Several peers have called for Section 17 to be removed from the government’s Digital Economy Bill.
According to V3.co.uk, during the bill’s second reading in the House of Lords, Lord Lucas urged fellow peers to vote against Section 17, while Lord Razzall said it "gives the government the power to alter copyright law by statutory instrument and should be rejected".
"I think if we are going to alter copyright law it has to be done by primary legislation, rather than statutory instrument," he added.
In Lord Mandelson’s opening address to the House he reportedly claimed Section 17 – ‘Power to amend copyright provisions’ – had been included to reflect the changing nature of the digital environment, and that "any use of the power would require full public consultation followed by approval of both Houses of Parliament”.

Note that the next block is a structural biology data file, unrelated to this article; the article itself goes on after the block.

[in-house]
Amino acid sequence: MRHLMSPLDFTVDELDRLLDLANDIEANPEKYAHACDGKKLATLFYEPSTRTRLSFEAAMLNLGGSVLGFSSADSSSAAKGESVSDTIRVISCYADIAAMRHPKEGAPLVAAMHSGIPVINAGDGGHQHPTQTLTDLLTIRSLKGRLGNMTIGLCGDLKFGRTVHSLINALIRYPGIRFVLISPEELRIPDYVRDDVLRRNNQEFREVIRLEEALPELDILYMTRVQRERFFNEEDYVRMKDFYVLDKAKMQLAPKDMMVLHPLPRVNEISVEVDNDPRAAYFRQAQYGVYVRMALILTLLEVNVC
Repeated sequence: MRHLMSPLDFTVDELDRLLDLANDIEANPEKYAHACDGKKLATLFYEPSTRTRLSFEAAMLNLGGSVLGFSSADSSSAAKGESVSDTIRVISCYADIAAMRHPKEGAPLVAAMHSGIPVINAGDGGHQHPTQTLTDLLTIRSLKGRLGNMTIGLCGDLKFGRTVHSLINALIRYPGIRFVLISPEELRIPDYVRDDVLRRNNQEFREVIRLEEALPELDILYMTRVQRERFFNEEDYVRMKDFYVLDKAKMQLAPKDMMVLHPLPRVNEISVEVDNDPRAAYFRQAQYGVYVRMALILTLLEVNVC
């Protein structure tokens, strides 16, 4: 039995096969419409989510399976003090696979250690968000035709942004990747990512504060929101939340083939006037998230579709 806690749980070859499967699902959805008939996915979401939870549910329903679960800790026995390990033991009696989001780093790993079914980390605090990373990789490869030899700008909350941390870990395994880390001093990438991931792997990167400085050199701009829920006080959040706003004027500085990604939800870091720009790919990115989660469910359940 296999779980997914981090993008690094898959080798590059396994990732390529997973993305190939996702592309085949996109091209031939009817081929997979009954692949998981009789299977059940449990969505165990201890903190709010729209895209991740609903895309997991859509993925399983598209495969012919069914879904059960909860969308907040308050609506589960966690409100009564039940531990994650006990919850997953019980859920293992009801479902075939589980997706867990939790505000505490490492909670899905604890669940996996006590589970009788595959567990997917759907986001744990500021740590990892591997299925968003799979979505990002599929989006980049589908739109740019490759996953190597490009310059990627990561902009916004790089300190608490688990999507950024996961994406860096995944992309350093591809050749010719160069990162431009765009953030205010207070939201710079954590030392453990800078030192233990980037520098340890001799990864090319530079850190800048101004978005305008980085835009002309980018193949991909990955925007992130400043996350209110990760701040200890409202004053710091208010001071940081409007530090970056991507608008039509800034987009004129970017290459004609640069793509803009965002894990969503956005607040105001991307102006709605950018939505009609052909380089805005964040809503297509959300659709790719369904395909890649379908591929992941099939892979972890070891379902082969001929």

Lord Mandelson also insisted that his controversial disconnection policy would only be used as a last resort.
"Infringers would have clear and ample warning of the risks they appear to be taking, and will have been advised clearly on how to access material legally," he said, adding that there would be an independent route of appeal during any disconnection process.
Yesterday, internet giants Google, Yahoo, Facebook and eBay sent an open letter to Lord Mandelson urging him to remove Section 17 from the Digital Economy Bill.